COURTESY OF ERIC LEMR
Joshua Harmon, who wed Kristin in the spring, was due back in Hawaii in October. Harmon and 13 other soldiers died Wednesday in a helicopter crash in Iraq.
Fallen hero leaves brand-new wife
Iraq crash ends a couple’s lifetime plan
STORY SUMMARY »
Schofield Barracks Cpl. Joshua Harmon was eager to return to Hawaii and his new life with his bride, Kristin, whom he wed in the spring in a proxy marriage while he was deployed in Iraq.
"He just loved her dearly," said Harmon's mother, Donna, yesterday in a phone interview from Mentor-on- the-Lake, Ohio.
Family and friends are mourning the death of Harmon, one of 14 soldiers killed early Wednesday in a helicopter crash in Iraq.
Harmon, 20, was to return to Hawaii during the first week of October from his second tour of duty in Iraq. He was supposed to return about three months sooner, but his tour was extended.
COURTESY OF ERIC LEMR
Joshua Harmon plays a game in Qatar with some locals, showing he could make friends anywhere.
FULL STORY »
Cpl. Joshua Harmon couldn't wait to return to Hawaii from Iraq to start his life with Kristin, his wife of several months.
Harmon and Kristin legally wed by proxy marriage in the spring when he found out that his yearlong tour in Iraq was extended by three months.
"He couldn't wait any longer," said friend Eric Lemr during a phone interview from Mentor, Ohio. Harmon had proposed to her earlier while he was on leave. The couple planned to start their married life together in Hawaii.
But Harmon, 20, of Mentor-on-the-Lake, Ohio, was one of 14 soldiers killed early Wednesday when their UH-60 Black Hawk helicopter crashed in Iraq after it had experienced mechanical problems during a night mission.
Of the 14 soldiers, Harmon and nine others were assigned to the 25th Infantry Division at Schofield Barracks. The Schofield soldiers, who were all passengers on the helicopter, belonged to the 3rd Brigade Combat Team.
Harmon served as a combat medic and was on his second tour of duty in Iraq.
His mother, Donna, counted the days when her younger son was due to return home in the first week of October. "He was my baby. He was 20 years old. He had 42 more days to come home," she said.
Harmon's wife was planning to return to Hawaii next month to prepare for his arrival with a new apartment and car. The couple met at a nightclub in Hawaii while Kristin was in the islands for her aunt's wedding.
"She was the love of his life," Harmon's mother said.
COURTESY OF ERIC LEMR
Harmon, middle, huddles with pals Scott Walland, left, and Eric Lemr days before leaving for training.
The couple planned to have their formal wedding among family and friends next summer in Norfolk, Va., Kristin's hometown. Both wanted to have children.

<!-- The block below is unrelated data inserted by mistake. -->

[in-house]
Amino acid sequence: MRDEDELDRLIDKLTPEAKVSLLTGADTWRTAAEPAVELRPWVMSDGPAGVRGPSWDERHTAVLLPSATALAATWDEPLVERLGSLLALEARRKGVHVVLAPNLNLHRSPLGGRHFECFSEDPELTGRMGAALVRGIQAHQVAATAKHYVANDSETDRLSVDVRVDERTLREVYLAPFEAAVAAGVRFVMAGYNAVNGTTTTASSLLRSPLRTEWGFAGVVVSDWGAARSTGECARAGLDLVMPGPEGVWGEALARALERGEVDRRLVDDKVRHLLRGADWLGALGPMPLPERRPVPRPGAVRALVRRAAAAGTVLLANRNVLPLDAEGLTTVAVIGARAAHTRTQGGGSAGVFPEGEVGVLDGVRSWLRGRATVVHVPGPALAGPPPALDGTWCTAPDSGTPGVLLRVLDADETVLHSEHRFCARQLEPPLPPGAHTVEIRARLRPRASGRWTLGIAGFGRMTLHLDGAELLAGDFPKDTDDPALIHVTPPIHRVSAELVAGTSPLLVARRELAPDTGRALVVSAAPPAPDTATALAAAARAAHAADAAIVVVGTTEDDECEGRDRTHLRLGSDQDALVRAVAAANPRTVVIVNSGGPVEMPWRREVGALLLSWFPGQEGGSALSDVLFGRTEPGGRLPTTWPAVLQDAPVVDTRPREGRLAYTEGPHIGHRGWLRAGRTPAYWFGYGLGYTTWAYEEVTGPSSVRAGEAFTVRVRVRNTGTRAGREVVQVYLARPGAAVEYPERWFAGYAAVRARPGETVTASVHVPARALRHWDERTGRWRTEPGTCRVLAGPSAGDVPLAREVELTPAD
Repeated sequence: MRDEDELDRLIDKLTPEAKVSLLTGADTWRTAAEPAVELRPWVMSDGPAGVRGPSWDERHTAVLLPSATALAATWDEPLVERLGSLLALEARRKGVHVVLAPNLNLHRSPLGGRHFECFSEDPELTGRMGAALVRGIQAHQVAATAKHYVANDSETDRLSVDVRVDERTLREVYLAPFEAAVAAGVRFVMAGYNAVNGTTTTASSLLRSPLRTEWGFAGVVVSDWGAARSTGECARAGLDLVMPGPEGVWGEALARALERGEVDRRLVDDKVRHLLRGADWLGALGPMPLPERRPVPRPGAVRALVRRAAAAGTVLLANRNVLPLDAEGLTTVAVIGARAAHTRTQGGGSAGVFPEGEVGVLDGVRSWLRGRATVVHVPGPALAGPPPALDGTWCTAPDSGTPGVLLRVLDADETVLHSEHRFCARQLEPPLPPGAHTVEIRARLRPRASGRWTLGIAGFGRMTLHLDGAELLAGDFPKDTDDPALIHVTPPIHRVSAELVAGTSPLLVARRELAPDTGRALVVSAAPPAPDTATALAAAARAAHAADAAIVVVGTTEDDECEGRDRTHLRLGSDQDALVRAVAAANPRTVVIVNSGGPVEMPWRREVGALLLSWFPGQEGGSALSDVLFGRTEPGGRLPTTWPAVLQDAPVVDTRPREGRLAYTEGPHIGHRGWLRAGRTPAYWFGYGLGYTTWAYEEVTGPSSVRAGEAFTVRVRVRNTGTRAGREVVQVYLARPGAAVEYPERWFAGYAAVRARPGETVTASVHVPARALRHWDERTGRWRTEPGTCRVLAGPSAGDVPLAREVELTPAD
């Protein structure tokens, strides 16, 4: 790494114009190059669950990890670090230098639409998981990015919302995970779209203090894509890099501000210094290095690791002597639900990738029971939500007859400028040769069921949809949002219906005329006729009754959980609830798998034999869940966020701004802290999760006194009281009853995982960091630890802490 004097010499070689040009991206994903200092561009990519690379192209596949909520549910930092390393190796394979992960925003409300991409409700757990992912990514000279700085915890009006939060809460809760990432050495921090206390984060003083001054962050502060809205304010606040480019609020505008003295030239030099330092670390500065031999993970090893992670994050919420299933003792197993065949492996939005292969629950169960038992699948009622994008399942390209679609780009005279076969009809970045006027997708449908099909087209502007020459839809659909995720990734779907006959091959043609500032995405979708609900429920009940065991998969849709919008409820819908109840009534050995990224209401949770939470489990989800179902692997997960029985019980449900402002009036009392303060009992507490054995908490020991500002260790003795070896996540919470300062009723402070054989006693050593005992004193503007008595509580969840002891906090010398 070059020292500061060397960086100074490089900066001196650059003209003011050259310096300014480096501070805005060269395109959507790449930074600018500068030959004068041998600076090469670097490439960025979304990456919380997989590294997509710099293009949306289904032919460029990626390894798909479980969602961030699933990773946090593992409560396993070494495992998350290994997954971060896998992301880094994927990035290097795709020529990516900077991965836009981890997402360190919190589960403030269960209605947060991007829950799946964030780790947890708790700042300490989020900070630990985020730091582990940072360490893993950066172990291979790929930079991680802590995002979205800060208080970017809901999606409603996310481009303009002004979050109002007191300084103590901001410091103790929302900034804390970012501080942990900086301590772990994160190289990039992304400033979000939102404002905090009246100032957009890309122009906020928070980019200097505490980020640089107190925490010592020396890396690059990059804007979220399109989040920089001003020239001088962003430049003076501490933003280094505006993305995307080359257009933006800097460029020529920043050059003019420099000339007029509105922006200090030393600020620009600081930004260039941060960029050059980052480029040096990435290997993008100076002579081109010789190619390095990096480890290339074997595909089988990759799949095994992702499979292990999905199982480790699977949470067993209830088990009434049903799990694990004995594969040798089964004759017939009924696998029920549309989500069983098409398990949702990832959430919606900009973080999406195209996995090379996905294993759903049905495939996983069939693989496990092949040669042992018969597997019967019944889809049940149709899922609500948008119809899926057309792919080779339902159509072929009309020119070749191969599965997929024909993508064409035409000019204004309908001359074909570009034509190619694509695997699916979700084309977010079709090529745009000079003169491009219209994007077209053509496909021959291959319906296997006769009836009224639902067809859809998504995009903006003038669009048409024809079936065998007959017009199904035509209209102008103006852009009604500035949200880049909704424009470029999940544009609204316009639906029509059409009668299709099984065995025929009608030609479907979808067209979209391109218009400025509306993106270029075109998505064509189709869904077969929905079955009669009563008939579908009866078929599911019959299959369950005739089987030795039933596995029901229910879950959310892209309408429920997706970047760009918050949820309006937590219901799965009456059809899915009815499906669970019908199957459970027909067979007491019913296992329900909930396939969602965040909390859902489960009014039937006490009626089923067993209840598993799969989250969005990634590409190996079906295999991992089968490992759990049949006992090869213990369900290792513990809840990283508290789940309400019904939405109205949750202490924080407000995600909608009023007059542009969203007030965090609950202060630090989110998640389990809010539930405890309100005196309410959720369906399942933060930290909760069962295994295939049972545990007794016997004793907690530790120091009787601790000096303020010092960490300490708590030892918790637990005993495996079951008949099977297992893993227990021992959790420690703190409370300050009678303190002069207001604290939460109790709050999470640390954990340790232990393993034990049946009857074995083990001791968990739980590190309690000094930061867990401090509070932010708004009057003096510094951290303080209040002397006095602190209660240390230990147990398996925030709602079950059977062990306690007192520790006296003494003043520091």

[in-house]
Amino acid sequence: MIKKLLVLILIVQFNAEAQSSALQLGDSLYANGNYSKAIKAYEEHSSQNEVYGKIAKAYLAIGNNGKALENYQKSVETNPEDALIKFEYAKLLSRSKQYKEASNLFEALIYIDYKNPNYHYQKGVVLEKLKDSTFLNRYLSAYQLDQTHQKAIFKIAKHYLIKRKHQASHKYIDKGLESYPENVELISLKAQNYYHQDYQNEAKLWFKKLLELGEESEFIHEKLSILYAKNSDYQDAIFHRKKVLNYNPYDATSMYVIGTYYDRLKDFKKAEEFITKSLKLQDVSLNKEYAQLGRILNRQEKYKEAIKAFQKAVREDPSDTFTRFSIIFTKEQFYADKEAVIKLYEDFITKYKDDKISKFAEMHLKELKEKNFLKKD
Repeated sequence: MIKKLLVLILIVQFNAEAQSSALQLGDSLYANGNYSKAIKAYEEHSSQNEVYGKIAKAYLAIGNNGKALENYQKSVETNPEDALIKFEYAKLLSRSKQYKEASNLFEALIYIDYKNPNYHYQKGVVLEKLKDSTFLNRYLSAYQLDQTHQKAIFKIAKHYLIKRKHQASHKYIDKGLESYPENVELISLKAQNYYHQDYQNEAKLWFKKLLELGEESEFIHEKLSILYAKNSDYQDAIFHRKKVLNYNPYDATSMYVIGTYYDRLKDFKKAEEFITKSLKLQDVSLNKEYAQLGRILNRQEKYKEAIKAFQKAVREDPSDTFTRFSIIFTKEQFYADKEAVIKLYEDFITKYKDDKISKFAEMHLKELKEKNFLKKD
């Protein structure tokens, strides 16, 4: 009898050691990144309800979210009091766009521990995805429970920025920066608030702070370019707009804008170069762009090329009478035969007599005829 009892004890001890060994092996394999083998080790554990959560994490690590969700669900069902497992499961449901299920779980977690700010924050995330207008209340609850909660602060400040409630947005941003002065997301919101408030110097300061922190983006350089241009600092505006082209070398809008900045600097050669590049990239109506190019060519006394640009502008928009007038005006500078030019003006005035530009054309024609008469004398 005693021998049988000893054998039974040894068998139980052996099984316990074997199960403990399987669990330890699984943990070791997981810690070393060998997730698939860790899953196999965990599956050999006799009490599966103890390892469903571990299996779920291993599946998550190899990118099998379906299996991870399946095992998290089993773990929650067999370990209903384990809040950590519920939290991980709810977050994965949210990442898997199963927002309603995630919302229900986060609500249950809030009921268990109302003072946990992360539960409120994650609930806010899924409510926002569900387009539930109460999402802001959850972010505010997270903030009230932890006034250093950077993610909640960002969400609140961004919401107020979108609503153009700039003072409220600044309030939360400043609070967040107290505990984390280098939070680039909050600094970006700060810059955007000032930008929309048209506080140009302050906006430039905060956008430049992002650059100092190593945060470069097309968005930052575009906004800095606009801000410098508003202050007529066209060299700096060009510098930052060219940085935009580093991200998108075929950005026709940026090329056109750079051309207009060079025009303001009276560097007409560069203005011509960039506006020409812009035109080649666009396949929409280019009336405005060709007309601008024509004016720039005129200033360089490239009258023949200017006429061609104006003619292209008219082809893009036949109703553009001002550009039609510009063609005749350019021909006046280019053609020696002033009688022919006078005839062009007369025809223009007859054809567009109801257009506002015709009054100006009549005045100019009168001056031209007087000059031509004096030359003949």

"It's just a crazy, living nightmare," Harmon's mother said as she cried. "He was the most fun-loving, honest, caring person you would ever meet.
"It's not fair. He had so much to live for."
Kristin Harmon and her parents are due to arrive in Ohio today to be with Harmon's family. "She is having a rough time," Harmon's mother said.
"We'll all get through this. Josh would've wanted us to carry on and not be sad," she added. "That's the type of person he was."
Harmon, a 2005 graduate of Mentor High School, received the Army Medal Commendation of Valor after he saved a fellow soldier who suffered a gunshot wound to the head. Harmon got the soldier to the hospital where doctors were impressed with Harmon's treatment.
The soldier is recovering in a Maryland hospital, said Lt. Tim Serazin, of the Willoughby Hills Fire Department, where Harmon's father, Richard, serves as fire chief.
"Josh was every bit a soldier. He had a lot of compassion. He's a truly genuine kid," Serazin said.
Harmon joined the Army in August 2005 and was transferred to Schofield Barracks in April 2006 after he completed his advanced individual training in Houston. He had planned to attend medical school when he returned from Iraq.
Loved ones remembered how he had a great sense of humor and smile and easily made friends. "He made friends everywhere," his mother said.
He was also fearless and lived life to the fullest, said Lemr, the Ohio friend.
Harmon enjoyed music from country to rap and played the drums and guitar. He also liked working on cars.
He grew up in a small town near Lake Erie. During his deployment, he regularly kept in contact with his family and friends. "He loved his family. He loved his friends," his mother said.
Lemr, who had known Harmon all his life, said they regarded each other as brothers. "That's what we called each other," he said.
Lemr said he last spoke to Harmon on Monday when they talked about how he was to head back to Ohio for two weeks during the holiday season. Both had planned to celebrate their 21st birthdays together. Harmon was to have turned 21 on Nov. 25.